“Nothing is permanent except change” – Herodotus
Amassed with the aforementioned saying, we people cannot keep away from change. Change forms part of our daily activities. Innovations and technologies really forms part of the society.
Copyright reform became a big issue today as many copyright owners, inventors, businessmen, creators, and other persons who possesses such right, whether they are aware to have that right or not, clamour for stiffer protection and implementation of said copyright.
The way I see it, some manner of copyright reform is inevitable, given how fundamentally current and emerging technologies are changing the way we create, consume, distribute and redistribute data and intellectual property these days. As such, it makes sense that the best place to start the discussion is with the least controversial reforms, as these are the areas where some sort of compromise seems most feasible.
The Philippine copyright law extends copyright protection to authors of newly created works of authorship that have been fixed in a tangible medium of expression. These works must be “original” not only in the sense that they owe their origin to the person claiming to be the author, but also in the sense that they exhibit some creativity in the expression of whatever ideas or information the works embody.
Although some countries extend copyright protection to creations that are not fixed in a tangible medium, for example, live jazz improvisations, I believe that Philippine Intellectual Property Law’s fixation requirement is consistent with good copyright principles because fixation facilitates achieving the cultural goal of making extant copies of the work available for future generations and because it provides a workable basis for differentiating those works that are the subject of copyright protection and those that are not.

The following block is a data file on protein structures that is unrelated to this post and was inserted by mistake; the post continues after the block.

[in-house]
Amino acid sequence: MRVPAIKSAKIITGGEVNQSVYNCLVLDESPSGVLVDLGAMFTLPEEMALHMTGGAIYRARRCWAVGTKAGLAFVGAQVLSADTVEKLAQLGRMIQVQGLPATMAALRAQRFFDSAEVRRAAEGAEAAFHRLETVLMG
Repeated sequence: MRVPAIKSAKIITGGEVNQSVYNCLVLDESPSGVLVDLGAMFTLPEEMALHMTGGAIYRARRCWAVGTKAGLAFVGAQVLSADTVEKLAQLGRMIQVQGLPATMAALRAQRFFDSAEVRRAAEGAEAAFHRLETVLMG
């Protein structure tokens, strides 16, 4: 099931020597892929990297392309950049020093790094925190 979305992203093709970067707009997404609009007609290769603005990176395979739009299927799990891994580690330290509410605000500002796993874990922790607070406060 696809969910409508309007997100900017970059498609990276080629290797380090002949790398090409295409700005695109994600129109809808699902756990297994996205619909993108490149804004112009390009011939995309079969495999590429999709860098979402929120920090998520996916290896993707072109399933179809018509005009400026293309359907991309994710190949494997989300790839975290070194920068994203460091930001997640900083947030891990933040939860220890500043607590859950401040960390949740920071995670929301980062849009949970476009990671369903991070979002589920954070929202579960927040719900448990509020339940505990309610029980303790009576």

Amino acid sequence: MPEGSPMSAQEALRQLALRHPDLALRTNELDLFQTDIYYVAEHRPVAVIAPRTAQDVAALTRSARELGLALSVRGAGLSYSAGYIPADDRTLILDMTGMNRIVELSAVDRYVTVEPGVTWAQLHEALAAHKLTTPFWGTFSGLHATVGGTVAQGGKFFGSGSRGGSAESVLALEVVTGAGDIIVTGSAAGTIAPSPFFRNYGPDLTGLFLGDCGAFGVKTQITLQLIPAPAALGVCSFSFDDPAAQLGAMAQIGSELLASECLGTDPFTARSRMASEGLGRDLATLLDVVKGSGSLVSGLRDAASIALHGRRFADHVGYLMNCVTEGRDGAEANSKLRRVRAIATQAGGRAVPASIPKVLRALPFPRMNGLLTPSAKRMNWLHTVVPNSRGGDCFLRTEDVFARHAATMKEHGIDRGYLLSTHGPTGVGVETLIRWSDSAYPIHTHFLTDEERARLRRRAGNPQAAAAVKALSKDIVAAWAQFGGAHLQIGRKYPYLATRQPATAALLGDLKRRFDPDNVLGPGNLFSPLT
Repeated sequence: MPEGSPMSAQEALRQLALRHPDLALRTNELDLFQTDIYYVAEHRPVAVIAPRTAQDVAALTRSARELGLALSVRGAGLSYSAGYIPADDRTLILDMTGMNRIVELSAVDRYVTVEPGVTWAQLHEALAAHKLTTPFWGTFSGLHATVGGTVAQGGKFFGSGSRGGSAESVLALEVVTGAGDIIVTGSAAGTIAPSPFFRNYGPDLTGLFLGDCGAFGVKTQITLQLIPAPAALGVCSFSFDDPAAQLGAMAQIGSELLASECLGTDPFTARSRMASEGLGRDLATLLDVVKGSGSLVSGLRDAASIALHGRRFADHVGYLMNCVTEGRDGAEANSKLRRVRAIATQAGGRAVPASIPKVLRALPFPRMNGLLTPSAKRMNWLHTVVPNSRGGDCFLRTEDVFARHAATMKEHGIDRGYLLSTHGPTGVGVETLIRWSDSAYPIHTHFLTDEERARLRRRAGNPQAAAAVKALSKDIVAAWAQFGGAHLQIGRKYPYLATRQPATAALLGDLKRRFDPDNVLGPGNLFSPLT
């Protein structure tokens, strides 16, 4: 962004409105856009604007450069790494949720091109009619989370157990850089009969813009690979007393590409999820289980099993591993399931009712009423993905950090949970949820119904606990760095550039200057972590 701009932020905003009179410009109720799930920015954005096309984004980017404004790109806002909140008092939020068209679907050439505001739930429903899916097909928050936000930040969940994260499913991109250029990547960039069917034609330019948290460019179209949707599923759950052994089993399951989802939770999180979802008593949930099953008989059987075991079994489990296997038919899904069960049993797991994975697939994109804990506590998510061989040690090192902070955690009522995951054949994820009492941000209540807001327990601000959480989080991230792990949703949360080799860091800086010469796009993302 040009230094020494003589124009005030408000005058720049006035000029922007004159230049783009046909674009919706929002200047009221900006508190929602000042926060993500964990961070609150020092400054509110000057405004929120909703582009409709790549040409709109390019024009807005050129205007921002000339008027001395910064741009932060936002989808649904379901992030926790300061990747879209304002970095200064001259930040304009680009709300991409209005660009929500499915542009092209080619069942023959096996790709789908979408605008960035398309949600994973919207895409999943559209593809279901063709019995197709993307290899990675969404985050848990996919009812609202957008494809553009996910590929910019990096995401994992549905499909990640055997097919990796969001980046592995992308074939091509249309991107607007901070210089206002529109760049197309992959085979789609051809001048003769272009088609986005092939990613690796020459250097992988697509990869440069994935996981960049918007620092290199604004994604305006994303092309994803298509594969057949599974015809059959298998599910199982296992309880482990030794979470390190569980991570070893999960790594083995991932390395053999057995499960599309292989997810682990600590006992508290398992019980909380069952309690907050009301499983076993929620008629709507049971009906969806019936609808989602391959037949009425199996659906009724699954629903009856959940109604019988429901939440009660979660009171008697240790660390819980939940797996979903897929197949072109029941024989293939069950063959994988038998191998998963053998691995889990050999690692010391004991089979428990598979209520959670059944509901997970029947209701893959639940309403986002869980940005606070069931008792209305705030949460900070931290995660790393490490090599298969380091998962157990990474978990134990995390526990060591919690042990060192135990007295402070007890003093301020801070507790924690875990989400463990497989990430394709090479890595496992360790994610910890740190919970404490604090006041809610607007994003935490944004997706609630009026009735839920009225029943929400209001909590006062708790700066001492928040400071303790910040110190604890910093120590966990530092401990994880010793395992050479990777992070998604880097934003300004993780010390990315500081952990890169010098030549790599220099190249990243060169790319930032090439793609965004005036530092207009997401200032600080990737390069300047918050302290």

Copyright law is, for many reasons, under considerable stress today. The most obvious and perhaps most significant source of this stress is the radical transformation of public access to information that has been brought about by changes in computing and communications technologies and accessibility of information through global digital networks. The internet and world wide web, in particular, have destabilized many copyright industry sectors as the economics of creating, publishing, and disseminating information-rich works have dramatically changed. New business models have not always proven successful. It may take some time and patience to allow disrupted copyright sectors to consider, experiment with, and develop other or more refined models and approaches with which they will be reasonably comfortable.
One important development has been the phenomenal growth and profusion of user-generated content. Copyright has, of course, always touched and enriched untold ordinary people, as well as specialists, by fostering the provision of entertainment, education, and other information goods and services, but until recently copyright law was relatively invisible to the general public. Amateurs as well as professional artists and authors are now encountering copyright issues on a regular basis.
Copyright rules implicate many daily activities of ordinary people. Copyright has thus suddenly become significant not only to industry insiders who are steeped in this law’s complexities, but also to the millions of people who access information on the Internet and who often share this information with others.
Another important development has been the widespread use of peer-to-peer file-sharing technologies to exchange copies of copyrighted works, particularly music and movies. The willingness of millions of people to engage in such file-sharing has understandably frustrated the entertainment industry and generated a sense of crisis. Efforts to address this phenomenon through litigation have shut down some services and resulted in some compensation to rights holders, but the phenomenon itself has not abated. Efforts to encourage or require intermediaries, especially technology and telecommunications companies, to control or impede infringing activities have met with limited success.